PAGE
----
Last week we spent some time discussing how you can add local keywords to your blog posts so a greater share of the web traffic that you capture comes from local prospects who are actually capable of becoming one of your clients. This week I want to talk about some additional ways that you can capture those local visitors.
The first step in achieving this end is to recognize that you have dozens of tiny “properties” or mini-websites spread out all over the web already. You didn’t have to create them yourself, because data aggregators created them for you. You don’t have to pay for them to reap their benefits.
But you do have to pay attention to them.
These mini properties are local listings on places like Google Places, Yelp, and Bing Local. You’ve probably seen mini-properties owned by other businesses whenever you’ve searched for a restaurant, a hotel, or any other local business that you can think of.
To make the most of these properties you need to “claim them.” And you’ll need to polish them up and work with them so that they are outstanding spokespeople for you. Spokespeople that never sleep and that you don’t have to pay for. How cool is that?
Let’s take this step-by-step so that it’s as easy and hassle free as possible.
No, I’m not talking about a midday siesta (though that would be nice).
I’m talking about your legal business name, address, and phone number. You are going to be using this a lot, and you need to make sure that it is formatted correctly and that you use it the same way every single time.
This starts with your legal business name. If you are registered as “Jan’s Personal Training, LLC” then that’s what you need to use whenever you write your business name any place on the web. Don’t confuse matters by using Jan Smith Personal Training in one place, Jan’s Personal Training in the other, and J.S. Fitness somewhere else.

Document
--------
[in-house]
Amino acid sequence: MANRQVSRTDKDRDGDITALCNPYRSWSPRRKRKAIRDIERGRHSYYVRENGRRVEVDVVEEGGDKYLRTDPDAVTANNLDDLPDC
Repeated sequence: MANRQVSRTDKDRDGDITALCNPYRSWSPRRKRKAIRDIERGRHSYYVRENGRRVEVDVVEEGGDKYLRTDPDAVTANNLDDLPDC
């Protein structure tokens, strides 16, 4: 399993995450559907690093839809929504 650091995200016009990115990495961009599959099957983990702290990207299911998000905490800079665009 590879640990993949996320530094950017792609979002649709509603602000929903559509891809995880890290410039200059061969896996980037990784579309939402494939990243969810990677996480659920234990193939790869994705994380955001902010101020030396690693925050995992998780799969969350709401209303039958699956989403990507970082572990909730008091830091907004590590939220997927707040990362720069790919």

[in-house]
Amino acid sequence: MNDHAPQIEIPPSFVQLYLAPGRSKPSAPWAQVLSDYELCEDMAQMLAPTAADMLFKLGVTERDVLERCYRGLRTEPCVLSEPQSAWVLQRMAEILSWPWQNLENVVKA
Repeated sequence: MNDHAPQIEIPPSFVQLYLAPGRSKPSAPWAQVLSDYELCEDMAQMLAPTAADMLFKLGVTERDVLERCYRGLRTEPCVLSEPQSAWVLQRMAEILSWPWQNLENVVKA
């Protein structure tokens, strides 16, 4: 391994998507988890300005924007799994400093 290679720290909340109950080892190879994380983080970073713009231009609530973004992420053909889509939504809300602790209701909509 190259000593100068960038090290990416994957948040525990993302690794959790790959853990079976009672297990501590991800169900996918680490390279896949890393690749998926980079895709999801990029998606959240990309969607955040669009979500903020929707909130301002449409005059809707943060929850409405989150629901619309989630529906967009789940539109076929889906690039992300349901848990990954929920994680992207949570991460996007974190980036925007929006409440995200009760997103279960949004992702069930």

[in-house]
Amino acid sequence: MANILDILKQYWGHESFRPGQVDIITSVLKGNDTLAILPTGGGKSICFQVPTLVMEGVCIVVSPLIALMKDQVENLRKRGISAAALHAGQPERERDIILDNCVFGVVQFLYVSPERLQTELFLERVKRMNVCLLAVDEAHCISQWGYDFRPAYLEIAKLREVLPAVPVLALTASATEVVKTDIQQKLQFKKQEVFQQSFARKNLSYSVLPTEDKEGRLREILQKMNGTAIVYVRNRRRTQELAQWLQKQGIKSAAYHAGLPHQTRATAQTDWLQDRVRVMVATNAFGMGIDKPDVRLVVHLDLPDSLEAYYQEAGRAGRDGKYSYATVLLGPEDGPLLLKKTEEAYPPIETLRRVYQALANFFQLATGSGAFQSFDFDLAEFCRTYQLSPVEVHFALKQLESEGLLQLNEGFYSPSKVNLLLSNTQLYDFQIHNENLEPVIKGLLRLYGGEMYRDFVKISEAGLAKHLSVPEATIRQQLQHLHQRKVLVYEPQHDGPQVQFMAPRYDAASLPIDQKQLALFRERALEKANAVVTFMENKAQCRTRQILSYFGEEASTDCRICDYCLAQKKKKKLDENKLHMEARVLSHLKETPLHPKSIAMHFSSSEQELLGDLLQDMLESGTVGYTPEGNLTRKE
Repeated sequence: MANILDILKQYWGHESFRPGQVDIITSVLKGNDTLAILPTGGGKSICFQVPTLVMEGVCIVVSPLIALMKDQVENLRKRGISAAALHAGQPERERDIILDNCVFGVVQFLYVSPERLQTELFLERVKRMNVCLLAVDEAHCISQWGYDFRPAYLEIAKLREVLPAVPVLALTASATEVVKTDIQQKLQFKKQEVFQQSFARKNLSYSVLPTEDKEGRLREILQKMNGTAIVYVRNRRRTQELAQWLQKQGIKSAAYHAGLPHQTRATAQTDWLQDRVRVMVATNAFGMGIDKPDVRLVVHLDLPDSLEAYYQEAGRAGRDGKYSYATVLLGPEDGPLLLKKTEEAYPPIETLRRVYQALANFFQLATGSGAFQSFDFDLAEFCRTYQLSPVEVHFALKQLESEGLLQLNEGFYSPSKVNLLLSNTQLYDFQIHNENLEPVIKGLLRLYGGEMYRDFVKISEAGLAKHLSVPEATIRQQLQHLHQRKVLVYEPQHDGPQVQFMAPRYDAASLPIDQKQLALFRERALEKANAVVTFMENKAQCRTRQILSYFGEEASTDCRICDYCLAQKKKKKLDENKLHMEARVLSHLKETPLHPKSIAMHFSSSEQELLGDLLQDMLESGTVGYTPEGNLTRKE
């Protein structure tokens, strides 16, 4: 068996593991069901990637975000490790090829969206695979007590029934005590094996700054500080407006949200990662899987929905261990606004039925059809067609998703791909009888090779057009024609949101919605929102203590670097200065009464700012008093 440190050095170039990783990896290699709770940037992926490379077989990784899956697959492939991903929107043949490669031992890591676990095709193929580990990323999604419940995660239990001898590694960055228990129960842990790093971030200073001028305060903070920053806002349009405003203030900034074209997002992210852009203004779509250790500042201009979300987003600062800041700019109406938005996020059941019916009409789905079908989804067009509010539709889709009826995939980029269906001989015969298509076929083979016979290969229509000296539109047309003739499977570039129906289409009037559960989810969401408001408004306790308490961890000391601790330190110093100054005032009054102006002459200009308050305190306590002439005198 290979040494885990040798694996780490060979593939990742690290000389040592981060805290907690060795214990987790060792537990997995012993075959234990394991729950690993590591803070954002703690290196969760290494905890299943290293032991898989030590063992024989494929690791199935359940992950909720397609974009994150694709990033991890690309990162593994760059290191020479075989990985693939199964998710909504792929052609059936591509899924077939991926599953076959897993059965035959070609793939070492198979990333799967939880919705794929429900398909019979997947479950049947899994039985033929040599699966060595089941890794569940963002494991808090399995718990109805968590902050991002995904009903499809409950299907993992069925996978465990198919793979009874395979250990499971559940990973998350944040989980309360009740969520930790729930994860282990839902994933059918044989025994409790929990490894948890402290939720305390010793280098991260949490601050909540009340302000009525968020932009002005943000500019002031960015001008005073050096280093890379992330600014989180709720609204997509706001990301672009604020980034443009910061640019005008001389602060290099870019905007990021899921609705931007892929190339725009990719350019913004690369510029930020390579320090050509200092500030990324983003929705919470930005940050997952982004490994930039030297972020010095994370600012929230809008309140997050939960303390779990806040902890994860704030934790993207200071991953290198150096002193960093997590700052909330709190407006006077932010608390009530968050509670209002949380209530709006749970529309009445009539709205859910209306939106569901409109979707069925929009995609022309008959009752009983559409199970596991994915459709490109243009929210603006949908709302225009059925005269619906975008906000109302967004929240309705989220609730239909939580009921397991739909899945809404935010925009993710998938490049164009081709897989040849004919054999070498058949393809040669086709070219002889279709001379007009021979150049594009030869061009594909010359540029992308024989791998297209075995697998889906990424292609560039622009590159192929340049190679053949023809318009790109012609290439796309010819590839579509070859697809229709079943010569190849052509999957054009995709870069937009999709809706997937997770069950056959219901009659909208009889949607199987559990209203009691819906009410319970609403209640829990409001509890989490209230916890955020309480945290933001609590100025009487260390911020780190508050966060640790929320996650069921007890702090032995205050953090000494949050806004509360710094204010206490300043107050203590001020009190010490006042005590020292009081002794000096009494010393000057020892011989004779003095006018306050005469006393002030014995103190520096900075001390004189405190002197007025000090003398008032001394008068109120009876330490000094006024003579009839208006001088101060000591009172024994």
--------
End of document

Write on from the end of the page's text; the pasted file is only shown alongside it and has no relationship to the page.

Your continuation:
Next, you need to make sure that you know the actual US Postal Service address for your company. Just visit SmartyStreets.com and type in whatever address you’ve been using. It will automatically format the address the way the postal service prefers to see it.
Your phone number is the easiest of all, but make sure it is the phone number you use, consistently, for your personal training business.
Write this down on a piece of paper, exactly as you see it. Don’t take short cuts.
You can seriously mess yourself up if you write “209 Smith” if the legal address is actually “209 Smith Street.”
And if you accidentally write “209 Smith Avenue” you’re going to cause problems later.
Now, go to your website and make sure your NAP is on every single page on the site. The easiest way to do this is to install a footer and to place your NAP in that footer so that it appears on every page automatically.
But don’t put it aside yet, because we’re about to return to those mini-properties.
You’re going to want to visit each of the following sites.
There are other sites that you can use, but these are 9 of the biggest sites. As you visit each site, do a search for your business. You should see the mini-site for your company pop right up. If you don’t, you’ll have the option to create one yourself.
Look around for the little link that says, “Claim this listing,” or “is this your business?” Click on it.
Usually you will have to go through some kind of easy verification process to prove that the business is yours. Sometimes the verification process is quick and sometimes it’s a lot slower (Google sometimes even uses snail mail).
However, once you’ve proven the business is yours you can start filling out the profile. Start by making sure the NAP that the site is listing matches the NAP you’ve already placed on your website. Then, enhance each listings with all of the information, photographs, and videos that you can. Each site varies in what it will let you put on your listing, and that’s fine. But you should definitely take advantage of every feature that you can.
And that’s it! In just an hour or two of work you have made your business that much more visible to everyone in your local area who is actively searching for someone to help them meet all of their physical fitness needs.